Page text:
Love him or hate him, you had to respect Kobe Bryant because he never pretended to be anything other than who and what he was: a professional ball player who loved the spotlight and wanted to win at all costs, while getting paid handsomely for doing so.

He made no bones about it and no apologies for it. Didn’t like it? Talk to the hand — the one weighed down with five championship rings. Bryant even rubbed it in the faces of fans, opponents and teammates alike. And cared not one whit if feelings were hurt.

Ditto for Russell Westbrook. He hears the laments about his ill-advised shots, refusal to share the ball unless forced at gunpoint, and interesting fashion sense and could care less. Westbrook will continue, as we say in the vernacular to “do him,” and you can kiss his True Religion-clad rear if you don’t like it.

David West made it clear last year that he was leaving the Indiana Pacers (and $12 million) to chase a ring. He signed for the veteran minimum with the San Antonio Spurs, believing they were his best option at the time.

When that didn’t pan out, despite a franchise-high 67-win season, West decided to put off retirement for one more year and join up with Golden State after the Durant decision.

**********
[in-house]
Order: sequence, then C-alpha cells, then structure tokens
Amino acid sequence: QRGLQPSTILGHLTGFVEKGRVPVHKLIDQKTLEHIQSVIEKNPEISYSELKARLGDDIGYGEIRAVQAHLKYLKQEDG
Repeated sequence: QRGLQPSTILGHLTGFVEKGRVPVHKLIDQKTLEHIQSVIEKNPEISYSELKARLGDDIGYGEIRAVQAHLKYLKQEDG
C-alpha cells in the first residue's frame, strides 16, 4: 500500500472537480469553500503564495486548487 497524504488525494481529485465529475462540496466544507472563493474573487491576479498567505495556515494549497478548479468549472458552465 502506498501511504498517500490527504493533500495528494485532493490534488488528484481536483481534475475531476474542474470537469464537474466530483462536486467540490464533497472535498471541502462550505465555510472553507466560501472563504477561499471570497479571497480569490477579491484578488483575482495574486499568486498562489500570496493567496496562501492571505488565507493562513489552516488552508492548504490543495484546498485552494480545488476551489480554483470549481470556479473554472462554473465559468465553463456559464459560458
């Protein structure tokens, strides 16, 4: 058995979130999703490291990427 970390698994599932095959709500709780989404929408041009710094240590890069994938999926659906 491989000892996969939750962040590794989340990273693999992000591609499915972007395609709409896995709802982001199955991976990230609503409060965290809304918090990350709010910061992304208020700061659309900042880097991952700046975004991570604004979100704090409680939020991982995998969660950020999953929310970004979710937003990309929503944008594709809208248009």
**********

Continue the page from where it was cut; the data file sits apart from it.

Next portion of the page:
He once again takes the veteran’s minimum because he only wants one thing at this point in his career: a championship (even though he once vowed not to be a guy chasing a ring, but I digress).

People respect that because West made no pretense of what he was doing, and refused to apologize for it.

Durant has never come to terms with who he wants to be. To his lukewarm “I’m Not Nice” Nike campaign, to his incongruent and unamusing scene in the “Favorite Player” Nike extended commercial (in which Bryant, unsurprisingly, steals the show), Durant seems to want all of the glory and increased endorsement factor of a squeaky clean image without the struggle to maintain it.

Paradoxically, he wants the respect of his peers by playing and acting like the battle-scarred dude from the streets of Seat Pleasant, MD that he is.

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He should ask Curry how that’s worked out for him and the rest of the Warriors franchise so far. In fact, he needs to holler at his new bestie Draymond Green, who is also a card-carrying member of the “I Don’t Give A Fig” club.

Green may be the only member of the Golden State team that emerges from this uproar with his image unscathed, because he has never backed down from his actions or motives — whether it’s his infamous groin kicks or his unabashed recruitment of Durant, Green stays true to who and what he is, and has an eviction notice for your negative feelings about the matter.

Like Bryant and Westbrook before him, you may not like it, but you have to respect it.

Unfortunately for Durant, who is so concerned with closing windows, he has missed the window to get the respect — however begrudging — that he really craves. If he had simply kept it 100 about why he was leaving, instead of a carefully worded PR piece, the furor over his leaving OKC might not be as loud.

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And his name would be in the “respected player” conversation as well.